'If we care enough, we can teach people how to be compassionate'
So I’m chatting to this nice young man, all youthful energy and floppy hair - him not me - and he’s telling me about his life because I am the only person left in the swimming pool changing rooms and putting his pants on in silence might have been a bit too challenging.
I’m nodding as he tells me about his stepmother, favourite shirt, preferred cheese and PIN number, when he tells me he works in learning disabilities. I nod more encouragingly and he takes the social cue to move from cheese to learning disabilities seamlessly.
“Do you know the hardest thing about working in learning disabilities?”
“Yes,” I say, aware of the fact that he didn’t know until that point that (a) I could speak and (b) I was English.
“I’ll tell you,” he says. “Manual handling.”
“Patience?” I offer quietly.
“Well yeah, you’ve got to be patient. But manual handling is the big thing.”
“Isn’t it easier to get a hoist than to help someone learn not to become impatient?” I offer, momentarily aware that I sound pompous like Yoda and also that I am only wearing a T-shirt and one sock.
And he says sagely, “Yeah but you can’t teach patience; you’ve either got it or you haven’t.”
And I distract myself by looking for my other sock because I want to say, “Why can’t you teach patience? How come you can teach someone to use a hoist, to pilot a space shuttle, make soufflé, tango, understand Kant, draw a face, do algebra, counsel, lie, juggle or perform mime but you can’t teach patience?”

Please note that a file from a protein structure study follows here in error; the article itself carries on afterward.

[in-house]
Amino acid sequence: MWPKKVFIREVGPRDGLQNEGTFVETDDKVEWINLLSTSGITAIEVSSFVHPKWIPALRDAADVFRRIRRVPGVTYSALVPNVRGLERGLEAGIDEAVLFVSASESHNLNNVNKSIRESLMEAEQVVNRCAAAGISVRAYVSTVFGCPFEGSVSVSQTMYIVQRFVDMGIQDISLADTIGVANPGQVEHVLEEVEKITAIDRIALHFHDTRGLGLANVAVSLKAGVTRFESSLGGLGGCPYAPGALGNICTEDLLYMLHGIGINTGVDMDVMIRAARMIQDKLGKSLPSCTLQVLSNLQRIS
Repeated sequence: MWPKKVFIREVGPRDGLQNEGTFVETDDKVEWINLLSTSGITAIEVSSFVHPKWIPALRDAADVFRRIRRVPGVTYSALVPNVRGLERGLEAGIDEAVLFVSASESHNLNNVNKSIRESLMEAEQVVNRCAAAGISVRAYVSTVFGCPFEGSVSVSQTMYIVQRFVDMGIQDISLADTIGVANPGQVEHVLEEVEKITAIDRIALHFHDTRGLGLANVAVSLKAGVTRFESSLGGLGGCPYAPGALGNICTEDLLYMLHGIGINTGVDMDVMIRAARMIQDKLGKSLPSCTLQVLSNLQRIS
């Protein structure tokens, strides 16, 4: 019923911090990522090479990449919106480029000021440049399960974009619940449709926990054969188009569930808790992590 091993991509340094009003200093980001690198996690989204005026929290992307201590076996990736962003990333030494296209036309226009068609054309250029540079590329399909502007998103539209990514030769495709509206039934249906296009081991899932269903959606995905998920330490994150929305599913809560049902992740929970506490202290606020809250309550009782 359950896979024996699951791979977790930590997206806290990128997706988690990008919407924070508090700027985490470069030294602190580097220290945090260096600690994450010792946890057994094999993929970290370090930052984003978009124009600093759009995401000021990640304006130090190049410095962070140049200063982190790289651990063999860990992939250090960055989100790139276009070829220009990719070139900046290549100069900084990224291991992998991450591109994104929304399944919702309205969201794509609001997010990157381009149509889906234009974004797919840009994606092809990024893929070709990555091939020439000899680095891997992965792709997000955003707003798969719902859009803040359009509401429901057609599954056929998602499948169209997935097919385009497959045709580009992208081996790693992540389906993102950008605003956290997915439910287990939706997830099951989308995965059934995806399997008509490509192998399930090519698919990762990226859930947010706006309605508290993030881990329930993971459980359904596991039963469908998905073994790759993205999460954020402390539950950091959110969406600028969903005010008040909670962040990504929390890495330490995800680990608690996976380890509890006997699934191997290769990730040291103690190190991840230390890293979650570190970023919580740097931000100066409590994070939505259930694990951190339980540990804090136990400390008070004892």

Instead I settle for: “Can’t you?” And he says: “No, it comes from within.” And I think: “Surely that’s wind?”
Of course he is part of the body that is of the consensus - the widely assumed, rarely discussed assertion - that human qualities like patience or compassion, kindness or sensitivity happen to exist in some people and not others, and cannot be engendered, sculpted, developed or protected. As far as I can tell there is no evidence for this belief, it has not been the subject of enquiry and if you ever ask anyone to expand that view they never get beyond: “it just is”.
The subject of investing in education geared towards the development of human qualities is unthinkable because it is caught in some sort of ideological pincer movement. On the one hand, we follow right-wing economics that creates a health service based on austerity and cost rather than need; on the other, we have a distaste for education and a preference for training that defies logic and gets a bit medieval by claiming (too clever to care) that being able to think somehow pushes any ability to feel from the body - implying that only stupid people can be kind. Personally, I think right-wing economics benefits from undermining education because it enables politicians to both pay and teach nurses less but hey, maybe I’m just a one-socked conspiracy theorist.
However, regardless of my paranoia, we do know that at the heart of Mid Staffs and recent Care Quality Commission reports is a crisis of compassion - the struggle for many of us to hold on to the best of ourselves in difficult circumstances. Surely the most important challenge for nurse education is to develop ways of helping nurses protect, grow, sustain and develop their human qualities? Not just because patients need it and not just because nursing needs to collectively reclaim those characteristics, but because nurses, as individuals, deserve to be protected from the erosion to self that the loss of patience, compassion or softness amounts to.
Mark Radcliffe is senior lecturer, and author of Gabriel’s Angel